Imagine that you are helpless in bed, relying on another’s care for survival. One day, as you are being fed or bathed or changed, your caregiver turns against you and forces you to perform sex acts on him or takes advantage of you while you are sleeping. Now, imagine that you are elderly and that the likelihood of anyone believing what you have experienced is slim simply due to your age or other disability. These are the experiences of thousands of senior citizens and mentally or physically incapacitated patients throughout the country who reside in residential care facilities, assisted living centers, and other long-term care facilities.

Elder care sex abuse is not an issue most people are familiar with or have ever even conceived. It is not an issue that should ever have been conceived, yet the thought has crossed the minds of dozens of unfit caregivers, and many have acted upon them. As horrifying as it sounds, elder care abuse is barely on the radar. It is not even a priority for most law enforcement agencies and officials. But it is a serious issue that is gaining more awareness, as instances of abuse are on the rise.

A Hidden Problem

Throughout the United States, incidents of sex abuse toward those who are in long-term care facilities such as nursing homes have increased. Residents are assaulted by caretakers, facility personnel, other residents, and sometimes, even the owner himself. Sadly, there are currently no reliable national data due to a lack of organized data collection regarding these statistics. Just one organization — the Administration for Community Living based in Washington D.C. — has compiled any kind of data: approximately 20,000 complaints in a span of 20 years. This works out to about 3 complaints per day; this statistic excludes incidents of resident-on-resident sex abuse. Realistically, the numbers are likely much higher.

The issue is rampant and yet plagued by unawareness, apathy, and sheer neglect. No one really “believes” that elderly or incapacitated persons could be the victims of rape or other forms of sexual abuse. Victims may be too embarrassed to speak up, or they don’t think anyone will believe them. Families and friends who visit may suspect abuse but don’t wish to believe it or don’t want to get involved, and don’t raise concerns. Facilities have enormous financial incentives not to take action. This apathy protects these facilities and the perpetrators of these crimes, leaving already vulnerable residents even more prone to attack.

Seeking Justice

Consider the case of Keeney Country Homes. Owner Mark Allen Keeney, 61, was caught in a motel room with two middle-aged female patients who were reportedly mentally ill and under the care of a guardian. Empty beer cans were scattered throughout the room.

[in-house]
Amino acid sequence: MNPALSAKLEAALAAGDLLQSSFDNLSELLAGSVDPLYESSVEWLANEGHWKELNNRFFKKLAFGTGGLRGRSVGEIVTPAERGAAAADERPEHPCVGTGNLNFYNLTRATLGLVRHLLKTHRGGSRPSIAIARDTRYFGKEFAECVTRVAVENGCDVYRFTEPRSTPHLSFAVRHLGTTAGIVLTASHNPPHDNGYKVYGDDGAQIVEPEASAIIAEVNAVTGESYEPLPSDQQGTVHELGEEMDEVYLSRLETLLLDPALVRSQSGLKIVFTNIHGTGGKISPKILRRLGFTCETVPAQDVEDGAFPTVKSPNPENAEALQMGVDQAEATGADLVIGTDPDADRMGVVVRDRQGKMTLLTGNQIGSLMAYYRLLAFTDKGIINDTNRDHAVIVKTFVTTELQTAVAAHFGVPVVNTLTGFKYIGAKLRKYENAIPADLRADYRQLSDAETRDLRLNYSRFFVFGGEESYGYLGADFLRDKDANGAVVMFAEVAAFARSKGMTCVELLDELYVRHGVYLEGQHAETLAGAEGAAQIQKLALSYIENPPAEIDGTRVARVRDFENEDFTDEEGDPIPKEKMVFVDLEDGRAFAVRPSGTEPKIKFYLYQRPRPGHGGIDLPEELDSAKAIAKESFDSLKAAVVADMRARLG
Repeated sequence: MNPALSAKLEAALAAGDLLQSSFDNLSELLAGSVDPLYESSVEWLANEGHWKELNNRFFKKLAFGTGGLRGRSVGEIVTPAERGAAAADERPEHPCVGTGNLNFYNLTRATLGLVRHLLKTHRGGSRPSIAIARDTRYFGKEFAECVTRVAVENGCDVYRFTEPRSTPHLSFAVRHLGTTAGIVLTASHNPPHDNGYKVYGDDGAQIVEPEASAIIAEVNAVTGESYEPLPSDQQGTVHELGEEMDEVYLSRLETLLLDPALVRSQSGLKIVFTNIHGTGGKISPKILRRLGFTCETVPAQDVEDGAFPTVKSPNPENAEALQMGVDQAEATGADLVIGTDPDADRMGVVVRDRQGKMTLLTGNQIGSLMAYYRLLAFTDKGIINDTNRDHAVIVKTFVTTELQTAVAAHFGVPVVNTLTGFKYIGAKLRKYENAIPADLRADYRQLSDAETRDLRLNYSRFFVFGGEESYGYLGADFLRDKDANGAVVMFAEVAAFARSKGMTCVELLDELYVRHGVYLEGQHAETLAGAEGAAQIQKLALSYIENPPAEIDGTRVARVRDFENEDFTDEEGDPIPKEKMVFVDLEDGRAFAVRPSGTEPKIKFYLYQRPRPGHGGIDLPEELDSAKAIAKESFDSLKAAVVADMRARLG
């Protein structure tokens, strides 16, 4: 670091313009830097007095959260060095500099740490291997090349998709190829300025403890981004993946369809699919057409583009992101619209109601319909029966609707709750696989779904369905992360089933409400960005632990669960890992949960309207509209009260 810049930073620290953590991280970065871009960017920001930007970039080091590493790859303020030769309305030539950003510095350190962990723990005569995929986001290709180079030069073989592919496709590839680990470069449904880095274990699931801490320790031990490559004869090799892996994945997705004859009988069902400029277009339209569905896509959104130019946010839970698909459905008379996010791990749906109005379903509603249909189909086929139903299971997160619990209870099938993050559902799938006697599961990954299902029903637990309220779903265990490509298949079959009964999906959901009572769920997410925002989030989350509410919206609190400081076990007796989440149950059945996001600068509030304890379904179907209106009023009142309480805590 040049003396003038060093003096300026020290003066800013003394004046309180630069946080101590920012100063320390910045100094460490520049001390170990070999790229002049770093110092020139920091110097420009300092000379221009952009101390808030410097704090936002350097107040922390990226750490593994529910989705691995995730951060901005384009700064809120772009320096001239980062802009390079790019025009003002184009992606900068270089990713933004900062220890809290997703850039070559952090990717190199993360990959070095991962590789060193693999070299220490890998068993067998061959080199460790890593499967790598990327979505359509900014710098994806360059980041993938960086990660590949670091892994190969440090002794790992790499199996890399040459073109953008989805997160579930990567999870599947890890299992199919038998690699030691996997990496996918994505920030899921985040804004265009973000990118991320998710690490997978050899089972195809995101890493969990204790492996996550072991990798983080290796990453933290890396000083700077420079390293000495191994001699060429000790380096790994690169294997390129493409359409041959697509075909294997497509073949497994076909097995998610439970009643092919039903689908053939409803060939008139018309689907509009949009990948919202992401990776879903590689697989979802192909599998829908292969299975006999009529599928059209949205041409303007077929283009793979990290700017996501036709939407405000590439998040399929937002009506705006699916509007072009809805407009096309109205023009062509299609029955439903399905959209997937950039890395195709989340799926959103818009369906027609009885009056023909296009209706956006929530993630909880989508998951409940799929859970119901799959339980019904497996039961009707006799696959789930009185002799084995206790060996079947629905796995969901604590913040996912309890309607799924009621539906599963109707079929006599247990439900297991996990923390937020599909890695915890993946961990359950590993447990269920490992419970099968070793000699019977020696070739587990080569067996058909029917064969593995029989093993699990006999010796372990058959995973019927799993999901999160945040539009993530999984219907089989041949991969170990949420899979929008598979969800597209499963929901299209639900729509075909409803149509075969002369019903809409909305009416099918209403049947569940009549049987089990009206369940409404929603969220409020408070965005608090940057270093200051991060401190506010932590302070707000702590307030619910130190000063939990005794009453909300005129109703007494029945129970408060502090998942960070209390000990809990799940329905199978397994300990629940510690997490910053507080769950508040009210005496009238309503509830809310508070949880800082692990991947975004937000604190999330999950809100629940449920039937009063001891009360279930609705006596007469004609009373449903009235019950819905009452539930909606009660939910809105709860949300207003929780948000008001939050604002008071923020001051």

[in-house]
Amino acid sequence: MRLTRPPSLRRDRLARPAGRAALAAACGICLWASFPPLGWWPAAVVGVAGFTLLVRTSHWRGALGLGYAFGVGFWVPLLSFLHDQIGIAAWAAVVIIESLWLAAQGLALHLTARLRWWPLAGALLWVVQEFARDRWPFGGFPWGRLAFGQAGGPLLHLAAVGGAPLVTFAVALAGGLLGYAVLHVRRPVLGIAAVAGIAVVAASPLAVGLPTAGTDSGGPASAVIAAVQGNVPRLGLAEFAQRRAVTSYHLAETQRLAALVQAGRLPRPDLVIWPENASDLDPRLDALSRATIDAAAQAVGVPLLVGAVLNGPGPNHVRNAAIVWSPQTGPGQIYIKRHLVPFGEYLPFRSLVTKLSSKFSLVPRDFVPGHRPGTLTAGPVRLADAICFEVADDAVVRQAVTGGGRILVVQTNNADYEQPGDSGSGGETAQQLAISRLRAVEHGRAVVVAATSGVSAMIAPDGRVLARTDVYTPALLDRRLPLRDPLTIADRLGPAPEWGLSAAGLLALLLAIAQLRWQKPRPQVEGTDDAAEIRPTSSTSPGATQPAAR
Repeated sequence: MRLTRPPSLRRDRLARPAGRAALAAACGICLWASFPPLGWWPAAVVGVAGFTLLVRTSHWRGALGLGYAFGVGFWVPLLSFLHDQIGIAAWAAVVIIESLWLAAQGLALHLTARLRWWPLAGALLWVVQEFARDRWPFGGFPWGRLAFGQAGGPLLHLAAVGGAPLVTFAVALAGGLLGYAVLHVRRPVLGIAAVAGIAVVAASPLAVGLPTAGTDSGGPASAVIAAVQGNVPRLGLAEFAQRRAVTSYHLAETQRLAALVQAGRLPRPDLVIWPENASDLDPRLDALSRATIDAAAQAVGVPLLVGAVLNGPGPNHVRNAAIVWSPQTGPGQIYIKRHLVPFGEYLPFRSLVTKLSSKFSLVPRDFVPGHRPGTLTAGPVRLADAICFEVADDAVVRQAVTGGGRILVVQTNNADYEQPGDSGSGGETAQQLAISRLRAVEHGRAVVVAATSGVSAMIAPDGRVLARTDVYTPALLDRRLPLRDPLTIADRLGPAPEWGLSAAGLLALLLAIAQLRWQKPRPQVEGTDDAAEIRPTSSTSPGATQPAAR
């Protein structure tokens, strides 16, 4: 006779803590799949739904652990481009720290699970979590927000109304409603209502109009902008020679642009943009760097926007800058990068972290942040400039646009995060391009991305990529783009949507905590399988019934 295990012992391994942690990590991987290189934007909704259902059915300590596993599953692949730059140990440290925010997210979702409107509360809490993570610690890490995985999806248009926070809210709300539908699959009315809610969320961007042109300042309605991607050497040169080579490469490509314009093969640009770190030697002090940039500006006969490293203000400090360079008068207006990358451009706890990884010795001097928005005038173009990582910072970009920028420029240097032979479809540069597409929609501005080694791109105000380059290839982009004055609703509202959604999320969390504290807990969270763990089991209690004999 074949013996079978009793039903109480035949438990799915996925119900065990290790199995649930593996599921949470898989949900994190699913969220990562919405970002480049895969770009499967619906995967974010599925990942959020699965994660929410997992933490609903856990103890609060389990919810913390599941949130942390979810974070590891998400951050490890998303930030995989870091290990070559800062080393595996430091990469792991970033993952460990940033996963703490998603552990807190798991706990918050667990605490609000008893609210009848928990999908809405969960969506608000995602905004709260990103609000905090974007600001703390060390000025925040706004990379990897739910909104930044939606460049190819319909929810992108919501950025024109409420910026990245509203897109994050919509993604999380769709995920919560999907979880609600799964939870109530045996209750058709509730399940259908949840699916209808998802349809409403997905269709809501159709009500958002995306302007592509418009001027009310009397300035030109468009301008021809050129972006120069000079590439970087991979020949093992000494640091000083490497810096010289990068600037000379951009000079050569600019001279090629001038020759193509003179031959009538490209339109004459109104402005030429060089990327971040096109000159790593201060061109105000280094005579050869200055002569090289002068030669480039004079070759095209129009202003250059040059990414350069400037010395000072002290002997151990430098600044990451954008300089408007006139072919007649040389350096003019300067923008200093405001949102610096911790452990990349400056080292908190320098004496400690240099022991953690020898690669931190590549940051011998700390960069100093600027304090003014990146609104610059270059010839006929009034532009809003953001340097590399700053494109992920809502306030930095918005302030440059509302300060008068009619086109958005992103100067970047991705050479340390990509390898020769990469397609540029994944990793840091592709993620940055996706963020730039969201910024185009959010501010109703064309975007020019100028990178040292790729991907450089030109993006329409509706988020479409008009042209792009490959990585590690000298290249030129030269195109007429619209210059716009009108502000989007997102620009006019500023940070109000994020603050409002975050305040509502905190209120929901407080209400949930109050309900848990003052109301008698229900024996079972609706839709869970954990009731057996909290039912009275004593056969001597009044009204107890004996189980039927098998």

Within a week, inspectors revoked Keeney’s licenses to operate Keeney Country Homes and a second facility he owned called Maple Crest Residential Care Facility, both located in Poplar Bluff, Missouri.

Eighteen months after his licenses were revoked, Keeney was charged with rape and sodomy. Initial charges were dismissed. Prosecutors refiled charges later, to which he plead not guilty.

In this case, the state acted quickly to protect residents of Keeney Country Homes. Such facilities could face repercussions for allowing abuse to take place, from incurring fines to losing reimbursements for Medicare and Medicaid. These consequences are simply not enough. If sex abuse has impacted your family, it may benefit you to seek the aid of a personal injury attorney in your area who handles these cases.

Due to loose regulations and a severe lack of resources, no one really knows how much sex abuse takes place in nursing homes. The majority of victims never receive an investigation. Nationwide, there is a dire need for state inspectors to properly vet these facilities. In order to receive some kind of justice, victims are relying primarily on volunteer ombudsmen who are appointed to investigate such complaints. Unlike doctors, therapists, and others, volunteers are not legally required to pursue complaints if they wish to honor the wishes of victims who do not want to take action.

Right in Your Hometown

Right here in Oregon, nursing home residents at any of the over 600 facilities may be at risk for abuse. In February, a St. Vincent nursing assistant was accused of sexually abusing seven elderly patients. Of 28 sex charges against him, Adeladilew Mekonen, 34, plead guilty to two charges and entered a plea agreement that would keep him behind bars for 25 years. Since then, 5 more victims came forward for a total of 12.

If you or someone you know has suffered due to the neglect or willful harm of a long-term care facility, you deserve tough representation to seek damages. Speak with Richard Rizk of Rizklaw by calling 503-245-5677 or contact us for a free consultation.